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FCC greenlights Amazon’s $10bn satellite project

With all five votes in favour of Amazon’s low-earth orbit satellite project, the firm has now got the relevant approvals to deliver satellite-based broadband services in the US.

Access to broadband in the US has been a challenge for a considerable period of time, explaining the billions in federal funds which the FCC makes available for rural broadband expansion, though the presence of a satellite broadband network could certainly add an interesting dynamic to competition.

“We have heard so many stories lately about people who are unable to do their job or complete schoolwork because they don’t have reliable internet at home,” said Dave Limp of Amazon.

“There are still too many places where broadband access is unreliable or where it doesn’t exist at all. Kuiper will change that. Our $10 billion investment will create jobs and infrastructure around the United States that will help us close this gap. We appreciate the FCC’s unanimous, bipartisan support on this issue, and I want to thank Chairman Pai and the rest of the Commission for taking this important first step with us. We’re off to the races.”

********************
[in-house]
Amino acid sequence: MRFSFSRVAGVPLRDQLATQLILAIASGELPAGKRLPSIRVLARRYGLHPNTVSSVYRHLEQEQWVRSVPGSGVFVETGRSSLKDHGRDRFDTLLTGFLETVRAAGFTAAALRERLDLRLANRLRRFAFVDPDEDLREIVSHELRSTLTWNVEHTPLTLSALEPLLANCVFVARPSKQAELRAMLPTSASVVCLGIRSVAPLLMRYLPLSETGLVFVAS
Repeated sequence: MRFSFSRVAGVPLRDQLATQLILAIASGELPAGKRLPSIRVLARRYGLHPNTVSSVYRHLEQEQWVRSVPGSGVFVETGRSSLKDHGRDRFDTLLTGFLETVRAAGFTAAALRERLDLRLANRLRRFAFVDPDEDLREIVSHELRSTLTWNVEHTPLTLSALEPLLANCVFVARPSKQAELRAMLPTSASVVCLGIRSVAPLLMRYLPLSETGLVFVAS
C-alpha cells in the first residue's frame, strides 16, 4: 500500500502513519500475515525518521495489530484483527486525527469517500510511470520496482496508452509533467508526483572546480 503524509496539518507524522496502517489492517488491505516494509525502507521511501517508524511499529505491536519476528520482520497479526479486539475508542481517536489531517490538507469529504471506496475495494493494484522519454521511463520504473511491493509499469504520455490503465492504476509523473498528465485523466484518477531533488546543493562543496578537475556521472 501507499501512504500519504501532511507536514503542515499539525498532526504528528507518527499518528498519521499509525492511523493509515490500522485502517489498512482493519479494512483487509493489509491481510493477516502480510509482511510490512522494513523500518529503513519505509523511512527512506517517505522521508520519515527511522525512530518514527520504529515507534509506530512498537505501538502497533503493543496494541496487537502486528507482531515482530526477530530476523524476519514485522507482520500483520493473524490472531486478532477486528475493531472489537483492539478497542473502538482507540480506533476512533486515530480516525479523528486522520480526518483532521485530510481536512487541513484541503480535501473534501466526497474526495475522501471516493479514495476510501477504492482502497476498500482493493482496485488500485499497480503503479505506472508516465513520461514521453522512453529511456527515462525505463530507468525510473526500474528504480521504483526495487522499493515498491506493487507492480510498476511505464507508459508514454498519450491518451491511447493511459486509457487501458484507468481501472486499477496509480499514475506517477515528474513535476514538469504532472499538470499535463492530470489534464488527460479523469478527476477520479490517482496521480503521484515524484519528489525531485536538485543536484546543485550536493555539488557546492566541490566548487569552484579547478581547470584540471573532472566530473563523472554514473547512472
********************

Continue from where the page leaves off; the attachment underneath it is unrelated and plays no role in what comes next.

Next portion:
With 3,236 satellites to be deployed over the next few years, the offering could certainly gain traction in the forgotten areas of the US. What remains to be seen is how effectively Amazon commercialise this network, though there are plenty of opportunities to bundle services together with the Prime delivery and video offerings.

The service will be commercially available once the first 578 satellites are launched, making use of the 17.7-18.6 GHz (space-to-Earth), 18.8-20.2 GHz (space-to-Earth), and 27.5-30.0 GHz (Earth-to-space spectrum bands. The full constellation will be launched through five phases.

“LEO-based broadband systems like Project Kuiper present a huge number of challenges, and we have assembled a world-class team of engineers and scientists who are committed to delivering on our vision for Project Kuiper and keeping space a safe, sustainable environment for everyone,” said Rajeev Badyal, Vice President of Technology for Project Kuiper.

“Combine that with Amazon’s deep expertise in networking and infrastructure and its ability to finance such a huge undertaking, and I am optimistic about the impact we can have for these unserved and underserved communities.”

  • Cable Next-Gen Technologies & Strategies


2 comments

  1. Avatar David J. wright 04/08/2020 @ 8:34 am

    Satellite, including LEO, have basic Latency issues, in a modern world of 5G and beyond. Inter satellite Comms using lasers, was considered back in 80’s Star Wars days. Getting to sub 2 milliseconds latency, for ‘likely’ modern user devices, like wearable computing will NOT be viable.

  2. Avatar Abnn 05/08/2020 @ 3:55 pm

    Jeff Bezos is a good copycay with FOMO

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